Testing is right now a big part of security, and many aspects of it may still depend on manual analysis which uses statistical samples to detect issues. Automation enables one to check everything on an ongoing basis, in a more timely and accurate manner, which would not be feasible with a human agent alone, experts say. Shearer says that in the short term, major gains can be made by using automation to secure systems in segments like operations and productions management, manufacturing and industrial control systems - disciplines where the use cases are more finite than in the massive types of permutations elsewhere.
How Might the Profession Change?
(ISC)Â²'s Shearer says that while the profession may be good at finding threats, a mistaken view is taken that automation and increased dependence on technology and crunching information feeds mean that the security program is now in place.
"There is so much not being done in the holistic view of security, because most people are just busy keeping their head above water, just trying to keep the fundamentals in place," he says. "As workloads shift and we can leverage some of this automation, which I do think has great promise, It will help in getting some economies, as automation always does, but will not be the end state - I don't think it is the silver bullet."
Srikant Shitole of Symantec India believes that humans supported by the right tools and processes can deliver better output, and automation tools are going to play an important part in zeroing down on the right actionable intelligence for humans to take a call on. But this is not necessarily going to reduce security demand, as one would still need people to manage these systems.
"There is a paradigm shift happening, and analytics and security are the two key areas on which the entire automation paradigm is revolving," he says. This is where business models are shifting, and it is a balancing act. But he feels that employment in security is bound to go up and will not be adversely affected by security automation (see: Human Behavior Analysis: The Next Big Thing?)
Sapan Talwar, head of IT security at Adobe, agrees that the approach needs to be balanced, for the simple reason that humans create intelligence. But given the proliferation of threat vectors on a daily basis, and that practitioners are always playing catch up with the bad guys, it will probably be the hackers that turn to automation and artificial intelligence first, he says. "But as long as there is a human being trying to leverage these tools to break security, a corresponding human intelligence will always be needed to defend."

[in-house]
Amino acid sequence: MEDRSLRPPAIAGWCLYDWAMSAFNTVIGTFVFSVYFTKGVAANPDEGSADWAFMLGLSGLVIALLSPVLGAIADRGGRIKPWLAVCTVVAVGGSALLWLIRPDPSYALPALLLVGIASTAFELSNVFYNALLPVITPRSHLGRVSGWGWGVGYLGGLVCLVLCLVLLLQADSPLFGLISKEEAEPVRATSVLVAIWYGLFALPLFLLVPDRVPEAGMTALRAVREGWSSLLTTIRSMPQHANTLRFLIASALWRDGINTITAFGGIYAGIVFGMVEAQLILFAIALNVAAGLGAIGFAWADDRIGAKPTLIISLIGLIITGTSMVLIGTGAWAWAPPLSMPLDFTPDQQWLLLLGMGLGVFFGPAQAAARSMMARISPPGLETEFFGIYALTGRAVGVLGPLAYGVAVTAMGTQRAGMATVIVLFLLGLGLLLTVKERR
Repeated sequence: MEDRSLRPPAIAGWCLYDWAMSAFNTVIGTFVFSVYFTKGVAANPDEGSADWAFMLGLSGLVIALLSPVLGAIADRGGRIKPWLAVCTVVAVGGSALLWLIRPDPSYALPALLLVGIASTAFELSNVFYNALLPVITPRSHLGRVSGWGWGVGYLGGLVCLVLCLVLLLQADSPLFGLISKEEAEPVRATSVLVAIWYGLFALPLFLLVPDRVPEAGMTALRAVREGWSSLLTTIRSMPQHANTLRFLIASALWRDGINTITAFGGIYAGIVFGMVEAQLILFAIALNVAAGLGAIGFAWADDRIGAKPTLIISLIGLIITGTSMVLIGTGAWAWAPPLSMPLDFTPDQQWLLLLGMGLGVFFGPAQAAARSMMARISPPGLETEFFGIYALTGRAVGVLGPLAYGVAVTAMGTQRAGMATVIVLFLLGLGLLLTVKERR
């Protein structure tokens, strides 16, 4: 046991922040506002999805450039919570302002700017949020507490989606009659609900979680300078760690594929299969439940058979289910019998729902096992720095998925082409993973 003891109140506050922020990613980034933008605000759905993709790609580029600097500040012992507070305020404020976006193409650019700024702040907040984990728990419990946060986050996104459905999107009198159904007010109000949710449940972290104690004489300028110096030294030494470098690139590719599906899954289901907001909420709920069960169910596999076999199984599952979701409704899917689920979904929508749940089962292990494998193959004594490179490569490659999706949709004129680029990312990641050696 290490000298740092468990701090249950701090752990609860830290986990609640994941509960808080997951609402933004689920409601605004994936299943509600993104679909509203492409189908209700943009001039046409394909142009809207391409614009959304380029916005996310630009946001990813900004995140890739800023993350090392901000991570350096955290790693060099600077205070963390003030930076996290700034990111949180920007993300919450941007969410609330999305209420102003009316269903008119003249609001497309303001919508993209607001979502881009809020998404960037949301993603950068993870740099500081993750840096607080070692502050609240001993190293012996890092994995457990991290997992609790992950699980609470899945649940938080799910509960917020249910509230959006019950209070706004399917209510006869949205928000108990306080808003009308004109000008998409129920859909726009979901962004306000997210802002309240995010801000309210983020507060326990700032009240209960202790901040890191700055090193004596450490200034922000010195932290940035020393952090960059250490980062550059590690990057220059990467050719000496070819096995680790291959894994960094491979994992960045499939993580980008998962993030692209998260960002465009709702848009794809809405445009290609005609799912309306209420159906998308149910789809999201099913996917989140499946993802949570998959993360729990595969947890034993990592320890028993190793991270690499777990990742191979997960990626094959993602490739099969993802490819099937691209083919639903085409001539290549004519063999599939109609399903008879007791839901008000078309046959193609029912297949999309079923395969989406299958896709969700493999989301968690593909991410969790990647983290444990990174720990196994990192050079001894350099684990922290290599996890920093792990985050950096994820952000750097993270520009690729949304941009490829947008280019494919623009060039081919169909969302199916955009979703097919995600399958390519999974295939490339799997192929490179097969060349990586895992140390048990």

However, the trends in automation in other industries show that sizable investments have meant that operational investment in terms of people are going down drastically across sectors, and security may not be any different, argues Godse.
He feels it is a reasonable assessment that dynamic automation technologies are going to lead to the level 1, level 2 kind of job roles in security, which have the potential to be automated to the extent that human intervention is no longer required, being phased out.
Should Practitioners Be Concerned?
Talwar agrees that while new technology paradigms may create new areas and roles for security, the conventional area will see a drastic reduction in the number of jobs that are available. However, he points out that machines would perhaps not do such a great job of handling exceptions and unique situations that fall outside their programmable parameters. Experts also opine that with the increasing customization of attacks, it is reasonable to assume that attackers will try to customize attacks in ways that exploit the machine element in automation, making human oversight a critical element.
Automation is going to have more and more economies, but it's going to be some time before we can see the ubiquitous use of automation across the industry, says Shearer. And as and when automation and AI and cognitive systems arrive on the scene, there needs to be a human to operate this paradigm and that is likely where the profession may be headed (see: Strengthen the CISO Office)
Just as with air traffic control, where the question of automation has only led to increased capacity and accuracy, that is what the sizable consensus is in terms of automation in security, experts say. For a long time to come, it is expected that with the adoption of all these technologies, the demand for security professionals will only go up. When it gets to a point that these machines start to become reliable enough to operate on their own, reskilling is what will be required, and automation certainly shouldn't be looked upon as a threat to the profession, they say.